Archive for December, 2012

December 28, 2012

Pomegranate Bark, and chocolate-making lessons learned.

This is what christmas looks like:
Christmas butter

yes that is sugar and butter creaming together in my kitchenaid.
I started a post earlier in December that went along the lines of “It is the end of the first week of December and if you have not started knitting a scarf it’s time to not just start thinking about homemade gifts, it’s time to put them into practice.

I planned on batches of secret family recipe jams jam cookies and experiments with a healthy cookie. Something with pomegranate.
On December 23rd I finally started baking. After 8 dozen jams jams I was done with cookies. I looked around for something else (preferably simple and quick, not resembling a cookie, no dough, butter or flour or more white sugar) to do with my pomegranates and chocolate and came across Fine Cooking’s Chocolate Pomegranate Ginger Bark described as “Impressive-looking yet quick and simple to make, this confection makes a perfect holiday or hostess gift.

Yes. it is impressive looking! Yes it is quick to make! Yes! It makes a perfect holiday gift!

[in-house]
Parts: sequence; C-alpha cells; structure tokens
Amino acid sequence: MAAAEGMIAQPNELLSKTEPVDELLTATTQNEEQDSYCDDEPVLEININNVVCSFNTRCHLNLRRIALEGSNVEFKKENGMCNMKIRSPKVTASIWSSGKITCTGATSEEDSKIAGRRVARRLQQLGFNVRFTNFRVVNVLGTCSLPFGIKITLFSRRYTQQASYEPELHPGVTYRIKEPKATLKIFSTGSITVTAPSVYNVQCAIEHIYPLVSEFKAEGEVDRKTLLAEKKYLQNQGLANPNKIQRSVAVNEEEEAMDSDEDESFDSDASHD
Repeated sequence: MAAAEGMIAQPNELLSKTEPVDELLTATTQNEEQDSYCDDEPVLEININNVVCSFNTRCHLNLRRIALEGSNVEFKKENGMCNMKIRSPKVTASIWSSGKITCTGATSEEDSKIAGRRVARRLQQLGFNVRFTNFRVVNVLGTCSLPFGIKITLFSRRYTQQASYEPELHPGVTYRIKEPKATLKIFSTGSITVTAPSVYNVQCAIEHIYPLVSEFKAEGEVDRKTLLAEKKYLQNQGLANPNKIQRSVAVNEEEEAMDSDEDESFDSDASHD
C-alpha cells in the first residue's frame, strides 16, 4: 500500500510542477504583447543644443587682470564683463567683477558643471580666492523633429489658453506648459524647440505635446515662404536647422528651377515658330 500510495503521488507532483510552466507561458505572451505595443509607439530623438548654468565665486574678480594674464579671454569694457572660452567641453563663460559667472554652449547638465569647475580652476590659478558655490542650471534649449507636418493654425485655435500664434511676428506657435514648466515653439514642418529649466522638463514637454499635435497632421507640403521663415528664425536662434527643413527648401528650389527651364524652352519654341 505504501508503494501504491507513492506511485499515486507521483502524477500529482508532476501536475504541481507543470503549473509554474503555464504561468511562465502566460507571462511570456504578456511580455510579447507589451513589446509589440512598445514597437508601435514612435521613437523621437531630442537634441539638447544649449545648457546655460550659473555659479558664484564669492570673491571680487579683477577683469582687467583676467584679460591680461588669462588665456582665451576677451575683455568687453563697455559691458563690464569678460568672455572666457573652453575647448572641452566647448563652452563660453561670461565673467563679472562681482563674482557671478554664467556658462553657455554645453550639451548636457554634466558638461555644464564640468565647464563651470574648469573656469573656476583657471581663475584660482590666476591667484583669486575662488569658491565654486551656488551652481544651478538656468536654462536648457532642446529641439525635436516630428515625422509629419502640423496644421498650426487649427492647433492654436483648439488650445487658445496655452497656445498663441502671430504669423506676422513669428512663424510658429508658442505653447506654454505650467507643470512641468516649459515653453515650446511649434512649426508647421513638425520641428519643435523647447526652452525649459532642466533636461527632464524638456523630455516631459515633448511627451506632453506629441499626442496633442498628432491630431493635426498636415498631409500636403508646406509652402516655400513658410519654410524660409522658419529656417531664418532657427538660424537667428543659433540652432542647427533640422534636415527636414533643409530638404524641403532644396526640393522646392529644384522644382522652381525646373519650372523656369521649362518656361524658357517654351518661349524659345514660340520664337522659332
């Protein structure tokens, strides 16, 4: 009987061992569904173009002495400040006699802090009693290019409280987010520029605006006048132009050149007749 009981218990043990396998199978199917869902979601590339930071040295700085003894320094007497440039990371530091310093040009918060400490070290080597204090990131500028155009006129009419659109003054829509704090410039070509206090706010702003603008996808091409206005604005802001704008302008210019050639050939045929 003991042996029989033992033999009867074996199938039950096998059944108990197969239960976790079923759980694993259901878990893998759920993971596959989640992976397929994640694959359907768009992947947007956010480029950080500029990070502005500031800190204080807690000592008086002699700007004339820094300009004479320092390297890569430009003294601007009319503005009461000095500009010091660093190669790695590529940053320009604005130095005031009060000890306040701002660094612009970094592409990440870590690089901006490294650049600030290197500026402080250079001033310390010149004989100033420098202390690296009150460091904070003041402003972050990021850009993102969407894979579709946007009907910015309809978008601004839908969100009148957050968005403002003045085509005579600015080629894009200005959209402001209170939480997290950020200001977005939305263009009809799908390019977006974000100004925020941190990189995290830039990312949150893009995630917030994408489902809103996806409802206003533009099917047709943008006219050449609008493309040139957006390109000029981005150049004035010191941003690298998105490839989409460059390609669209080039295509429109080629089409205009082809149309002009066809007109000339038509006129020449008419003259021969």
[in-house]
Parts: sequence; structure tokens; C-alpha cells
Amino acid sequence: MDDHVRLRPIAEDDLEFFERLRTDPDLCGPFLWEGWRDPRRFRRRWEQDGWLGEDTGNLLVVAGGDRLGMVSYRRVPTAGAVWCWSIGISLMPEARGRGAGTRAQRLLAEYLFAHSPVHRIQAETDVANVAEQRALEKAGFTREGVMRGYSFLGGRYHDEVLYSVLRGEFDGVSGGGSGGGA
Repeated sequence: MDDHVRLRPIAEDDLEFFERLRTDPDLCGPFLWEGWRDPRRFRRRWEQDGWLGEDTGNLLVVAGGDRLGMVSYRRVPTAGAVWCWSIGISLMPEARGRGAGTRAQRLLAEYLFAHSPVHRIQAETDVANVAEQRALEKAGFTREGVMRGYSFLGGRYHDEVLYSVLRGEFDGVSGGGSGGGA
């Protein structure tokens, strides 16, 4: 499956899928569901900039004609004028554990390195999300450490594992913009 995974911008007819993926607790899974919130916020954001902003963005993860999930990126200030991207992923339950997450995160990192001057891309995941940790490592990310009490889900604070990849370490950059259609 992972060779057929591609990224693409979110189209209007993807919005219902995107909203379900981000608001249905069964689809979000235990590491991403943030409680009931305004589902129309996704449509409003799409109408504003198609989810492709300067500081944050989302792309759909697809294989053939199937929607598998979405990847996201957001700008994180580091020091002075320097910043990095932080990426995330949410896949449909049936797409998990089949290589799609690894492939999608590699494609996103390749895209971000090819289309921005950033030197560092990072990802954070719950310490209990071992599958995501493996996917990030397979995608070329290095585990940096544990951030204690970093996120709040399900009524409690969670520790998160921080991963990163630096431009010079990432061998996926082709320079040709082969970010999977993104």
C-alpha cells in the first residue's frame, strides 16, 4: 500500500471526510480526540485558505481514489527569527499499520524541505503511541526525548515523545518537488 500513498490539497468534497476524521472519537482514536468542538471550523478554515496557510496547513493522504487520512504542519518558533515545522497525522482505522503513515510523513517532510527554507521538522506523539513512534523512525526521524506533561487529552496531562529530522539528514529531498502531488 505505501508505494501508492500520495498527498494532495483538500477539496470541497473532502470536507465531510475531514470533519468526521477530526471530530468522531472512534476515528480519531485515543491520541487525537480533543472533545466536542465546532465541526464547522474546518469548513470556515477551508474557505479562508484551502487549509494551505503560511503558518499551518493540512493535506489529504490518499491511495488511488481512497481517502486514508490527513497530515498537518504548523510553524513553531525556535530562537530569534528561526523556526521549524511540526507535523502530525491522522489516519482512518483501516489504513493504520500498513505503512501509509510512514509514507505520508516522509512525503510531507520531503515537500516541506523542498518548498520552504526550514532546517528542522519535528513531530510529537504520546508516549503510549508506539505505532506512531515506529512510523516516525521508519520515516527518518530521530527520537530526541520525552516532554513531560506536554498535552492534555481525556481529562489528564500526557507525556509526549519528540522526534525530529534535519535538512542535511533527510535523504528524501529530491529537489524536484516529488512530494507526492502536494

I made her recipe with a few lessons learned.
I’ve never melted chocolate before. I used the microwave on medium power at 15 second intervals. It melted, quite lovely. I stirred in pomegranates and decided- hey lets add in some orange juice. And then I wondered- hey what exactly is seized chocolate? Well. Seized chocolate is a matte mass of chocolate that usually happens when you add any minute amount of liquid to melted chocolate. Such as, liquid from wet pomegranates, or a splash of freshly squeezed orange juice. It is difficult to spread.

google image search- seized chocolate

google image search- seized chocolate

Basically the shiny smooth chocolate turns matte, and doesn’t flow. It still tasted really good. In fact- I found out that bark is typically made when you accidentally seize your mass of nice melted chocolate (thanks MutritiousNuffins!.)

My chocolate bark set and I split it into chunks. This is what it tastes like: you bite down on a piece of chocolate and suddenly the berries pop in your mouth. So you have bittersweet chocolate in your mouth melting on your tongue with notes of orange, pomegranate, salt, more chocolate. It’s delicious. I made two more batches. This time I wanted to try to not seize the chocolate. Instead of mixing half the berries into the melted chocolate – which seized the whole mass in the first place- spread most of the melted chocolate out onto the silcone mat then sprinkle the berries all over and press them into the chocolate a bit with your spatula. Use the rest of the melted chocolate to drip chocolate swirls all over the top which will help hold in the pomegranates when you snap the chocolate into bark. Finish this off the some orange zest over the top and a sprinkle of some nice fleur de sel and let it sit in the fridge for an hour.